Canvas used in the Creed Play performed before Richard III in 1483 was stained and painted at the expense of Thomas Gray, Master of St. Christopher's Guild, and used as wall hangings in the hall. Between 1496 and 1503 gifts of wainscot for 'selyng' the walls of the hall are recorded (YCA, B8, ff. 5–5v, 32v–33; YCR 2, 190). Cooper in 1909 (Guildhall, 14) stated that wainscotting to a height of 5 or 6 ft. had been removed in recent years.

The hall followed the usual mediaeval pattern in having a screens passage across the E. end and a dais at the W. end with an open fireplace in the middle. Nycholes Norres, joiner, was paid 5s. in 1554 for 'the trellys aboute the louer' (YCR 5, 109), and a new louvre was made at a cost of £4. 3s. 4d. in 1594/5 (YCA, C8, f. 61v) in the course of general repairs to the lead roof. The louvre was surmounted by a cupola which was removed in 1772 (Davies, 52), when the louvre itself was also presumably removed. Over the screens passage was a gallery which was removed c. 1724. The dais was enclosed by a wooden screen with doors which needed mending in 1554 (YCR 5, 109) and in 1605 the King's arms were put up over the Lord Mayor's seat. Sir Robert Watter, who died in 1612, spent £200 on repairs to the hall and in 1724 a committee was appointed for repairing and beautifying the hall; window mullions were to be repaired, the floor repaved and pillars, heads, knotts and coats-of-arms and the 'sealing' round the hall painted (YCA, B42, ff. 52–7).

The hall was used for a variety of purposes. Plays may have been performed here before the visits of travelling players in 1581 and 1592 but were forbidden following disturbances in the latter year, when much damage was caused. During the Assizes the Crown Court sat at the W. end of the hall and the Court of Nisi Prius at the E. end. Jury boxes made by Miles Close were paid for in January 1765 (YCA, C45, f. 17V).

The windows of the hall were partly glazed and partly shuttered. On 14 August 1566 it was agreed that the glass windows be mended and Richard Aynly, Keeper of the Common Hall, was charged with keeping the wooden shutters closed to keep birds out (YCR 5, 148). Henry Gyles painted an armorial W. window in 1682. William Peckitt contributed a stained glass 'Emblem of this Corporation . . .' for which he was made a freeman in January 1754. A decision to complete the glazing of all the windows was taken in 1760 (YCA, M17). Glass illustrating the city's history, by various 19th-century designers, has not survived. The W. window now contains glass of 1960 by H. W. Harvey. Repairs and improvements in the 19th century included the installation of gas lighting in 1840 and major repairs to the roof and stonework after a survey by G. T. Andrews in 1846.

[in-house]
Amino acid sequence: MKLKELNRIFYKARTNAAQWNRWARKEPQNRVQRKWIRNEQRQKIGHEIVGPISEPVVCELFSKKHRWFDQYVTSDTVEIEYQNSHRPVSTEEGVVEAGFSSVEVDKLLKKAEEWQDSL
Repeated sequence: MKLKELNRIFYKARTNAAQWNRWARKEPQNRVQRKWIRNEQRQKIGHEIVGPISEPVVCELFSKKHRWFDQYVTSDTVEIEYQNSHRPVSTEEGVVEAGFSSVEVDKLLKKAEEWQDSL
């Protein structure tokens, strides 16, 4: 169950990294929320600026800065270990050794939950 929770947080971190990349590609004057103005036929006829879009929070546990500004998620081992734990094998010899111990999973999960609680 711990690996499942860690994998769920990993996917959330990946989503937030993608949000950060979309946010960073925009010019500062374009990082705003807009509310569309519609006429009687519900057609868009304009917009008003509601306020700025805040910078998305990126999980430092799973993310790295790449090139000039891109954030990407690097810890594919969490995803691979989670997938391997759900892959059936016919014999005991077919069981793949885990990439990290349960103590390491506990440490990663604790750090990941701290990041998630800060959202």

Grouped round the E. end of the Guildhall were service buildings including a kitchen, buttery and pantry. They were put to a variety of uses other than their primary purposes, being let as stores and used for the custody of prisoners at the assizes and for keeping ammunition. All have now been removed. Underneath the hall were cellars with access from the Common Hall Lane and by a staircase in the thickness of the E. wall of the hall; the cellars were filled with earth in 1649.

At the W. end of the hall is the Inner Chamber, with further rooms to the N. and on the first floor above, but some rooms N. of the hall have been demolished. The Inner Chamber itself was damaged during the Civil War when stores and arms were kept there, and in September 1644 it was not possible to enter the Inner Chamber 'by reason it was broken down' (YCA, B36, f. 105V). Repairs were ordered in December and completed the following month (YCA, B36, ff. 105V, 163V). The overmantel has an inscription recording the decoration of the room in 1679 at the charge of Sir John Hewley. In February 1730 the floor of the Inner Chamber was to be raised and the cellar below underdrawn. In 1762 Christopher Perett carved an oak frieze for the chimney board.